It requires super PACs, corporations, and labor organizations that spend $10,000 or more for campaign purposes to file a disclosure report with the Federal Election Commission within 24 hours of the expenditure. The organization must also disclose the sources of all donations it receives in excess of $10,000. The disclosure must also include a certification that organization's spending is in no way coordinated with a candidate's campaign. These are carefully targeted reforms to ensure that the American people are informed during the electoral process.
Outside spending on our elections has gotten out of control in the post-Citizens United world created by the Supreme Court.
Sheldon Adelson, a casino magnate, who gave $20 million to a super PAC to prop up the Presidential campaign of Newt Gingrich, told Forbes Magazine: ``I'm against very wealthy people attempting to or influencing elections, but as long as it's doable, I'm going to do it.''
A super PAC affiliated with House Republican majority leader Eric Cantor raised $5.3 million in the third quarter this year. Adelson is responsible for providing $5 million of the total.
The super PAC affiliated with Mitt Romney, ``Restore our Future,'' has raised $61 million so far. Most of this money came from just a handful of individuals.
During the 2012 Florida GOP Presidential primary, Romney super PACs ran 12,000 ads in that state alone.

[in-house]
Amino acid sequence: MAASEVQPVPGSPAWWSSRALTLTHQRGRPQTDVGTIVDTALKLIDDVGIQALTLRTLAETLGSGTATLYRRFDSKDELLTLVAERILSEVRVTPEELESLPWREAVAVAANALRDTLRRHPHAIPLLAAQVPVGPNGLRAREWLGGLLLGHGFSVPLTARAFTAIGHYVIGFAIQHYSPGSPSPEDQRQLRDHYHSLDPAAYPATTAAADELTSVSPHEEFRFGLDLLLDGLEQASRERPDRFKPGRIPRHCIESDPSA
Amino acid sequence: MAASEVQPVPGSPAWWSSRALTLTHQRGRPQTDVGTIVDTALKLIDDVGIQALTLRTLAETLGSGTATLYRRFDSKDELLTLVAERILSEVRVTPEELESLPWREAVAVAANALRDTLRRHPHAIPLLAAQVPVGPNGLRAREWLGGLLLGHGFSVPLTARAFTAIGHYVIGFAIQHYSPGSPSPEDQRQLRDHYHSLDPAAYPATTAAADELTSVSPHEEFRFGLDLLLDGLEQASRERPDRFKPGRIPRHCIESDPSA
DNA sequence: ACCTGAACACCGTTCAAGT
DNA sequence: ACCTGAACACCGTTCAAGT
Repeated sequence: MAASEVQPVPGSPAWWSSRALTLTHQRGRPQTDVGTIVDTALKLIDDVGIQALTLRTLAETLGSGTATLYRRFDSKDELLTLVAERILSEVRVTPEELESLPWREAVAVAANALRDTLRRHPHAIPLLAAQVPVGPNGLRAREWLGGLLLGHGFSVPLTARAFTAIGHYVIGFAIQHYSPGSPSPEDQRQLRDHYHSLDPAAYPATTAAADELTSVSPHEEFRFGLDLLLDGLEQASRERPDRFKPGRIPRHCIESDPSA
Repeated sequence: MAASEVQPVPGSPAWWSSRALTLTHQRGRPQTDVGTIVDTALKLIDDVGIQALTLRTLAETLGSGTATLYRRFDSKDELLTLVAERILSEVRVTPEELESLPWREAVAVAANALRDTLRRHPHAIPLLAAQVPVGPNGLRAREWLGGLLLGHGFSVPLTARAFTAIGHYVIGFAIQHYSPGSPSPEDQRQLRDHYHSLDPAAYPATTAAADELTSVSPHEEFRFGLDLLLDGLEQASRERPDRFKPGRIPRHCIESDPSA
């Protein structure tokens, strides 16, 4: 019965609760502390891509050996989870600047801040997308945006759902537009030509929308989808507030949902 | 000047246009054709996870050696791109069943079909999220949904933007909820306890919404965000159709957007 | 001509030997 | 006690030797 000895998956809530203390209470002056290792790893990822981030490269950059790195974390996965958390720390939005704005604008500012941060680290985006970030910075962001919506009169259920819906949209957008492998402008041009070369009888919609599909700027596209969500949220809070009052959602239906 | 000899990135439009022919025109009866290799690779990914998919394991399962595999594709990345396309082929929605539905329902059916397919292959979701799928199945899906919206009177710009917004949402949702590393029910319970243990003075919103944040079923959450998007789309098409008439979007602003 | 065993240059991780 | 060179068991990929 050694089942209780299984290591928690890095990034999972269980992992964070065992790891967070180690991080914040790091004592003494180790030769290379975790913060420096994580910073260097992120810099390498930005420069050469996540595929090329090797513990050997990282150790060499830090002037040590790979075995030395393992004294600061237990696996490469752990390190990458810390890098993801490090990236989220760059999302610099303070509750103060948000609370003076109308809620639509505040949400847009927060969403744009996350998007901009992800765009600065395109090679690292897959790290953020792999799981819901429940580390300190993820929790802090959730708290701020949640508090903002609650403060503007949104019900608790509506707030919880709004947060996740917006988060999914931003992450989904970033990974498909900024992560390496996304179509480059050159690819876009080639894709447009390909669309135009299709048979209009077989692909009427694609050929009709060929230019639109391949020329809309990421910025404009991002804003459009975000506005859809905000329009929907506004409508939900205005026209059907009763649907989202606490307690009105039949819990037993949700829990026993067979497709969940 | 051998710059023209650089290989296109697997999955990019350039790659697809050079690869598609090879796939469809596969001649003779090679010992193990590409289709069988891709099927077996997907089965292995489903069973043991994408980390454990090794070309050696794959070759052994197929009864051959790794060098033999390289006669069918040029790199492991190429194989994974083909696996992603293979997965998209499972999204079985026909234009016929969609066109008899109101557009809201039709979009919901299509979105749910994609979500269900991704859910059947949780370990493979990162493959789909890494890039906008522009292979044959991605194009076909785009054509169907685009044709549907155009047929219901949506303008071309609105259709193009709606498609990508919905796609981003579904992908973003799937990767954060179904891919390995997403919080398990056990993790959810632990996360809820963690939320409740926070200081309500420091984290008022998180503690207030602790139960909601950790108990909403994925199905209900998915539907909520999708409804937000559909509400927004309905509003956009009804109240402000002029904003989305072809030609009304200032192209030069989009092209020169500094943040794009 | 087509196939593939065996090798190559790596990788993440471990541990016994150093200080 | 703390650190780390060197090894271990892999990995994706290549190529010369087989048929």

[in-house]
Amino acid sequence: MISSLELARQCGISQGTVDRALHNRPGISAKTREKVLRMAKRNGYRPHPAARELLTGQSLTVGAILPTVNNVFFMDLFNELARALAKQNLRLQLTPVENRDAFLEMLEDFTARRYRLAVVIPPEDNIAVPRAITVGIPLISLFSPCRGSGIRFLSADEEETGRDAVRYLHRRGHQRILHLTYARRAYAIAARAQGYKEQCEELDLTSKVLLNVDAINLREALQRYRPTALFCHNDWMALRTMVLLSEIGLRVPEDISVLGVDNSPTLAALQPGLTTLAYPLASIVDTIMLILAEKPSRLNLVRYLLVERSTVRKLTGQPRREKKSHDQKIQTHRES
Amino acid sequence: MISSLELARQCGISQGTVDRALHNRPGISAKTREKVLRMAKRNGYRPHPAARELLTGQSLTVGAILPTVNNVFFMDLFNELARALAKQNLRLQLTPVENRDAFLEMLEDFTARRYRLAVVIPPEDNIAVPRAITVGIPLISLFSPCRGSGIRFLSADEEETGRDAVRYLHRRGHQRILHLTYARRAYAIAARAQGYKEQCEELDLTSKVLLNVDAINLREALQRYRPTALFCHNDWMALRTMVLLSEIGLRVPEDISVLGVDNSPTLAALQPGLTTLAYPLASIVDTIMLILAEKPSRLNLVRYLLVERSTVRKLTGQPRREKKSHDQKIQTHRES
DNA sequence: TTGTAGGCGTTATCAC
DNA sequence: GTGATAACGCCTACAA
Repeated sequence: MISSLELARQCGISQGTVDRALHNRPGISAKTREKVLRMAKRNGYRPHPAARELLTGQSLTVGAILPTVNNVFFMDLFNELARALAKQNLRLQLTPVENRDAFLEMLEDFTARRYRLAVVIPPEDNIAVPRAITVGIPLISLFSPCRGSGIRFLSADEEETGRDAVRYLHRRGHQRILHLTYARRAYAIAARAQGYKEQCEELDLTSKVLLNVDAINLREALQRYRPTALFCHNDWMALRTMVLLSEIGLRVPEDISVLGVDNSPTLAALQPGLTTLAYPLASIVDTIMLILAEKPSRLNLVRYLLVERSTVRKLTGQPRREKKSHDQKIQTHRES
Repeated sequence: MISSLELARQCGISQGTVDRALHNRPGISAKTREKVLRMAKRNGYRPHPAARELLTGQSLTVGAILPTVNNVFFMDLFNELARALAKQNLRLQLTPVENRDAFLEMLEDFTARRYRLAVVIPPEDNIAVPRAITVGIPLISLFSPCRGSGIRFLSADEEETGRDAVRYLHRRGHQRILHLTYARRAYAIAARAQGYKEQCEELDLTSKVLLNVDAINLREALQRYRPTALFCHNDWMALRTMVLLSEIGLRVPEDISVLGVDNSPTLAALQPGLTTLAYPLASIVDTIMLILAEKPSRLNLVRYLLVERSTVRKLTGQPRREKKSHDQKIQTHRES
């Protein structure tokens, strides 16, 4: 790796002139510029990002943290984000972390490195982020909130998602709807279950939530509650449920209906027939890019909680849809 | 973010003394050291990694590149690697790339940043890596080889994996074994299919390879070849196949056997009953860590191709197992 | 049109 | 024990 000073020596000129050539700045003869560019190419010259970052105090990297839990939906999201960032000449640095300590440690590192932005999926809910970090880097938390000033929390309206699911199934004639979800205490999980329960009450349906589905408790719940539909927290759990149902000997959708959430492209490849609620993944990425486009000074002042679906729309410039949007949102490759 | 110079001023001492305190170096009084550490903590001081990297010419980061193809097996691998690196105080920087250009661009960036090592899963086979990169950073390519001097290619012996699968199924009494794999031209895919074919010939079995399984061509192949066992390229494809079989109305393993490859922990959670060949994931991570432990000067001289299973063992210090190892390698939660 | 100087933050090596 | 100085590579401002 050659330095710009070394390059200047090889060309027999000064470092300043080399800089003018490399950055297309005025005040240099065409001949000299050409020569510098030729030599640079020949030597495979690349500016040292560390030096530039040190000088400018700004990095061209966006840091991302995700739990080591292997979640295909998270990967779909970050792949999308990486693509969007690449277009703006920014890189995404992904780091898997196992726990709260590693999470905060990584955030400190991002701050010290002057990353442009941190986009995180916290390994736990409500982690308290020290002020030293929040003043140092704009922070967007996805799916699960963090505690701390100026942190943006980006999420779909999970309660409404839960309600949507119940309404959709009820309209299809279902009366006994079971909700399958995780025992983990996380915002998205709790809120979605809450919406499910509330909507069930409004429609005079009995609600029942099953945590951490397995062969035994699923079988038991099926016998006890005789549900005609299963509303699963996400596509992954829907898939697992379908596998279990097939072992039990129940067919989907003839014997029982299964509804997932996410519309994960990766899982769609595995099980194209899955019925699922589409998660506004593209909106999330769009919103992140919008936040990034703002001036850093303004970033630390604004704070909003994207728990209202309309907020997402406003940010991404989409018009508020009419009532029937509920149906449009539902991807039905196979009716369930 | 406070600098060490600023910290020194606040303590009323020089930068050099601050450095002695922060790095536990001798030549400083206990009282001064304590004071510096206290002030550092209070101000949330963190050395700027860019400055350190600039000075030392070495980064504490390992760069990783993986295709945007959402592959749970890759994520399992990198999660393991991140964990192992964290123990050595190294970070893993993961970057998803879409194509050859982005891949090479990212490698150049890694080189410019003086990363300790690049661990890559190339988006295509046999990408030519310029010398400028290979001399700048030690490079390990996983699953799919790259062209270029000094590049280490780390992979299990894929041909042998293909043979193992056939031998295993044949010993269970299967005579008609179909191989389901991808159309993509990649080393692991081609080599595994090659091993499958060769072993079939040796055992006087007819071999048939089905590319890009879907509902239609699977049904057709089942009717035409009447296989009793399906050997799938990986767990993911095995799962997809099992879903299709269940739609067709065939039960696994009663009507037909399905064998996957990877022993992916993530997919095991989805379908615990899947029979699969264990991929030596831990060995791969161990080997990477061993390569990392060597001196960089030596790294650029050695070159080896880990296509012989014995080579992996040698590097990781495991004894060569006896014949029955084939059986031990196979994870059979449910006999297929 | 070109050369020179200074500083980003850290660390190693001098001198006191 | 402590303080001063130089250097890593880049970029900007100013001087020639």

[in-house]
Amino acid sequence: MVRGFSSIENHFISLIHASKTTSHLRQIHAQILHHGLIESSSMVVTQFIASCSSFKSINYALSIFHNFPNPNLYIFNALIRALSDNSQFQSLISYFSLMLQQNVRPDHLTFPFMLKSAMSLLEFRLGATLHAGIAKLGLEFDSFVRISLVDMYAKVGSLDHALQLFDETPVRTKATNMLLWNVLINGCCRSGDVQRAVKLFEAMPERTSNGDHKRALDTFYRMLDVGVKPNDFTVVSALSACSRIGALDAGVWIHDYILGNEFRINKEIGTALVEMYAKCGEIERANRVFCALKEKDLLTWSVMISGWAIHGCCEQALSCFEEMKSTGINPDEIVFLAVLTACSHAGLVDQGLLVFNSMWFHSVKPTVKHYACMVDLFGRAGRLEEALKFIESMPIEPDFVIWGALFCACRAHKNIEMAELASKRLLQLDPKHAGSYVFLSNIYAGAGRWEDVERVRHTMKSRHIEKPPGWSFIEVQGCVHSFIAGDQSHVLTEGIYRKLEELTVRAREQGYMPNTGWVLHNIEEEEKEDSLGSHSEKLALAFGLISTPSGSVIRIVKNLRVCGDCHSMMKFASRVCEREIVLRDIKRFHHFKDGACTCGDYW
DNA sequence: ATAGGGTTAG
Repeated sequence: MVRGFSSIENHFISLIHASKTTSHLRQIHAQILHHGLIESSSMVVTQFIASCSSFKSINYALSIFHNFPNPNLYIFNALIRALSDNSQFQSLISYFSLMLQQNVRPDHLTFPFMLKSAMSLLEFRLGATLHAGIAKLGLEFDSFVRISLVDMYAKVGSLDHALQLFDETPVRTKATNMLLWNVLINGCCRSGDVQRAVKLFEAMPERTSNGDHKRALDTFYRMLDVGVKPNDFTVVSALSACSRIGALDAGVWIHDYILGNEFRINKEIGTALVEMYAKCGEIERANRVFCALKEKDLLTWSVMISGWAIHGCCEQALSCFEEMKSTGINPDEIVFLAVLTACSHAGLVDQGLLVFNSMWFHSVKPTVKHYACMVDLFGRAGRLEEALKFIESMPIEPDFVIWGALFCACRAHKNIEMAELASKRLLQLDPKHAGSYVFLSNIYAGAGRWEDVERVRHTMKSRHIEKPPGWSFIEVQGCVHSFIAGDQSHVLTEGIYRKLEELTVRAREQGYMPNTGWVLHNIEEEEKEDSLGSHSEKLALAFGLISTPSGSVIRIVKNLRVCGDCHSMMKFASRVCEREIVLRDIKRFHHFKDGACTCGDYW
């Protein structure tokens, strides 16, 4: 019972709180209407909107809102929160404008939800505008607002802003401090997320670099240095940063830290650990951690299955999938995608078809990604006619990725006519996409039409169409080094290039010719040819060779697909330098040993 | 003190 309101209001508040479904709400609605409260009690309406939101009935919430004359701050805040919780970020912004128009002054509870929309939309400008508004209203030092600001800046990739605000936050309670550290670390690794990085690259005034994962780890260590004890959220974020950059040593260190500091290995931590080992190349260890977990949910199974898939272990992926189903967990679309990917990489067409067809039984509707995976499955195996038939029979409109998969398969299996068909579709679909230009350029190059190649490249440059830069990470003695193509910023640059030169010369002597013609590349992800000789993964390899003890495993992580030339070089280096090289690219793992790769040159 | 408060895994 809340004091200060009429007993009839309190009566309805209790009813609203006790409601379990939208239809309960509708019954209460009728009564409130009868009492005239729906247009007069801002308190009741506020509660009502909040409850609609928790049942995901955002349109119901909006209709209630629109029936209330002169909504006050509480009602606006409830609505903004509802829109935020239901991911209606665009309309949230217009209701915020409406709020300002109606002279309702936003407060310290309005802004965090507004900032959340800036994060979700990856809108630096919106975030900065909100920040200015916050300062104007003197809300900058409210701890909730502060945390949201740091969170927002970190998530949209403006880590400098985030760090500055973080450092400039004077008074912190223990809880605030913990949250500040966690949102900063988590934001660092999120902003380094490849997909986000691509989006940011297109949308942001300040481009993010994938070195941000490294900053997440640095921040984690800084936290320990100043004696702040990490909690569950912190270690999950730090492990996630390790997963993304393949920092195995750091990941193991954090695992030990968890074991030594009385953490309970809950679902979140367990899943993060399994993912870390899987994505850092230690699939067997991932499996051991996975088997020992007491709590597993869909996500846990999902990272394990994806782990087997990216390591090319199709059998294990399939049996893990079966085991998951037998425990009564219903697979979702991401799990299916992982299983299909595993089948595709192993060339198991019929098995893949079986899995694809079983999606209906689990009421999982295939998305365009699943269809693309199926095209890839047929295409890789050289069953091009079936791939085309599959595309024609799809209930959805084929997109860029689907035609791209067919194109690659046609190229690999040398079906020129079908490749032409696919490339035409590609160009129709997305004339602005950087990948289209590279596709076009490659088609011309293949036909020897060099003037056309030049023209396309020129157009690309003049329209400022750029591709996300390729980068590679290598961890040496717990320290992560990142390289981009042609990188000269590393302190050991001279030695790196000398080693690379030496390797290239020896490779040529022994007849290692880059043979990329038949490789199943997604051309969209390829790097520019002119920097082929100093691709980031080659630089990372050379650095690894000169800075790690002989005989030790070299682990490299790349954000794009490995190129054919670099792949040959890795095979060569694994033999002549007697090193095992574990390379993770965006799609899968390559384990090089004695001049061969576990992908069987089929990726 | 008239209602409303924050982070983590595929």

A New York Times analysis of donations to Romney super PACs found sizeable amounts from companies with just a post office box as a headquarters, and no known employees.
A USA Today analysis of GOP super PACs through February 2012 found that $1 out of every $4 donated to these Super PACs was given by five individuals.
A US PIRG/Demos study found that 96 percent of super PAC contributions were at least $10,000 in size, quadruple the $2,500 donation limit individuals are allowed to give specific candidates.
The Center for Responsive Politics found that the top 100 individual super PAC donors make up only 4 percent of the total contributors to super PACs, but they account for more than 80 percent of the total money raised.
According to Politico, the Koch Brothers and their companies plan to spend $400 million on the 2012 election, which would be more than Senator John McCain raised during his entire 2008 run for President.
A super PAC called ``Spirit of Democracy America'' spent $160,000 in support of a primary candidate in California's 8th Congressional District. The super PAC has no Web site and provided no details prior to the primary election to voters in the district about who was behind their expenditures. The super PAC accounted for 64 percent of all the outside money spent on the race.
A 21-year-old Texas college student used a multimillion dollar inheritance from his grandfather to spend more than $500,000 on television ads and direct mail in a Kentucky congressional election, helping his handpicked candidate win the primary in an upset.
The American people are tired of these stories, and they are tired of big money in politics.
Overwhelmingly, and on a bipartisan basis, they support disclosure laws and contribution limits.
Because of the massive influence super PACs are having on elections, earlier this month the USA Today issued a frightening prediction about this fall's election.
They write that ``the inevitable result is that come November, voters in many closely contested races will make their decisions based on a late flood of ads of dubious credibility paid for by people whose names and motives are unknown.''
The American people deserve to have a government that is always of the people, by the people, and for the people.
The DISCLOSE Act will help restore the voice of the people.
I urge my colleagues to support this bill.